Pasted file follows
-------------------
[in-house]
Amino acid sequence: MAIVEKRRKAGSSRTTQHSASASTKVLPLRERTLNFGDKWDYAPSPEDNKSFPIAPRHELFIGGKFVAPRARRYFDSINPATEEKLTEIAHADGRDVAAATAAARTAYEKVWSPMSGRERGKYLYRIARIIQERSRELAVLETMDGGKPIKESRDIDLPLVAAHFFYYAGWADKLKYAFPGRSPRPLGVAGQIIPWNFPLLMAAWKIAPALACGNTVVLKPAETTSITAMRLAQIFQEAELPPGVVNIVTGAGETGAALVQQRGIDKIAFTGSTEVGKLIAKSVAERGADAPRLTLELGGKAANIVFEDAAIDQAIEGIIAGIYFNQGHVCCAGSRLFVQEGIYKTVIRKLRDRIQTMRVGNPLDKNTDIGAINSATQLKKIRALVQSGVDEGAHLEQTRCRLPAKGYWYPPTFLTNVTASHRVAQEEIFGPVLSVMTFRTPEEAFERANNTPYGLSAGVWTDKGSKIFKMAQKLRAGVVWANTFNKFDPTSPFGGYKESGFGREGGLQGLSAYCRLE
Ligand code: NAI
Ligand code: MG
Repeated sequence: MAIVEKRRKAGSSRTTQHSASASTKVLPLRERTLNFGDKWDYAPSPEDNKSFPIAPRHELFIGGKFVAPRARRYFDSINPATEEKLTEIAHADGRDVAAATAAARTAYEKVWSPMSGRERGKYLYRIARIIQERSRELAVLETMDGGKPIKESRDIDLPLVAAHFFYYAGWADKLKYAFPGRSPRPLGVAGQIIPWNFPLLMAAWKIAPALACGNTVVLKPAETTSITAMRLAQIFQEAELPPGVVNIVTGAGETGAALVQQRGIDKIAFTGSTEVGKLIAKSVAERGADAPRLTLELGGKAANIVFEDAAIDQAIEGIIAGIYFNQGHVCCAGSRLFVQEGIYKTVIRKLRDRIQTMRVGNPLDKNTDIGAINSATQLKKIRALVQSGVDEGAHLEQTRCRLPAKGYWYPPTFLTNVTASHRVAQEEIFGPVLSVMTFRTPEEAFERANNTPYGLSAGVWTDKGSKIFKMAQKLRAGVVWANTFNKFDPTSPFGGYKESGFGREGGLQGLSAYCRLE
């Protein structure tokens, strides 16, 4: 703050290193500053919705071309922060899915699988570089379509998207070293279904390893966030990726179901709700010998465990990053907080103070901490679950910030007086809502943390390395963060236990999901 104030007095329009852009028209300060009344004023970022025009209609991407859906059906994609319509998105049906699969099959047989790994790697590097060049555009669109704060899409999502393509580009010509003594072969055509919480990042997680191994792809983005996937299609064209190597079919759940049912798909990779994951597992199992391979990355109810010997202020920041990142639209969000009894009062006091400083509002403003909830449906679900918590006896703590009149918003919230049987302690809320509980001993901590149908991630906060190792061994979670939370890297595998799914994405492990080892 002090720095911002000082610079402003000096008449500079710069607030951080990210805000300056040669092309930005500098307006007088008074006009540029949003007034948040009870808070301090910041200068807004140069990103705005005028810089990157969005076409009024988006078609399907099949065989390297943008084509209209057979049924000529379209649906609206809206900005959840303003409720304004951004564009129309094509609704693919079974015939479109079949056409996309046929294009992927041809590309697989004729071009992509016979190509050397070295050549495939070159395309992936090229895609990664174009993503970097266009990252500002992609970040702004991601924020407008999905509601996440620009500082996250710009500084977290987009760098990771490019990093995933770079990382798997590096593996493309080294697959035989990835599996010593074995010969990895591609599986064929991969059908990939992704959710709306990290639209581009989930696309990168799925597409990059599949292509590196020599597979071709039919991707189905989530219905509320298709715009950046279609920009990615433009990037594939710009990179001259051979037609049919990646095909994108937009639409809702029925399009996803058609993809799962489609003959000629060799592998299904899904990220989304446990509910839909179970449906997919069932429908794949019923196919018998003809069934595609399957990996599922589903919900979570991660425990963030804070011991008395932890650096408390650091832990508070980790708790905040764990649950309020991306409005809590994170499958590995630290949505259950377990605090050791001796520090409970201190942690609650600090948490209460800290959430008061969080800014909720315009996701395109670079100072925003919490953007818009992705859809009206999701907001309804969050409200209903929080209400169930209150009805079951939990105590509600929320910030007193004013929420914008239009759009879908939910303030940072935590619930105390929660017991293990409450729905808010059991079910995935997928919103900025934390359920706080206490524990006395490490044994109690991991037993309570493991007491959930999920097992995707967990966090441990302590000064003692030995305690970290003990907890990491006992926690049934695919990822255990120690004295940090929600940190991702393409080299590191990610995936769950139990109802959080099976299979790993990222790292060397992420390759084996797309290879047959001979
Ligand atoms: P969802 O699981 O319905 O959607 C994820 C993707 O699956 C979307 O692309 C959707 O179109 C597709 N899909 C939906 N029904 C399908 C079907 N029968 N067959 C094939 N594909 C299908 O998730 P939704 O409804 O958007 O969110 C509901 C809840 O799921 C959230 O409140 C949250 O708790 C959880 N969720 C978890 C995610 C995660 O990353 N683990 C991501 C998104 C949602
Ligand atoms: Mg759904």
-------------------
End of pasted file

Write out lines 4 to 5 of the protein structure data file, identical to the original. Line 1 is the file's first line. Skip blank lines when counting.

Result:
Ligand code: MG
Repeated sequence: MAIVEKRRKAGSSRTTQHSASASTKVLPLRERTLNFGDKWDYAPSPEDNKSFPIAPRHELFIGGKFVAPRARRYFDSINPATEEKLTEIAHADGRDVAAATAAARTAYEKVWSPMSGRERGKYLYRIARIIQERSRELAVLETMDGGKPIKESRDIDLPLVAAHFFYYAGWADKLKYAFPGRSPRPLGVAGQIIPWNFPLLMAAWKIAPALACGNTVVLKPAETTSITAMRLAQIFQEAELPPGVVNIVTGAGETGAALVQQRGIDKIAFTGSTEVGKLIAKSVAERGADAPRLTLELGGKAANIVFEDAAIDQAIEGIIAGIYFNQGHVCCAGSRLFVQEGIYKTVIRKLRDRIQTMRVGNPLDKNTDIGAINSATQLKKIRALVQSGVDEGAHLEQTRCRLPAKGYWYPPTFLTNVTASHRVAQEEIFGPVLSVMTFRTPEEAFERANNTPYGLSAGVWTDKGSKIFKMAQKLRAGVVWANTFNKFDPTSPFGGYKESGFGREGGLQGLSAYCRLE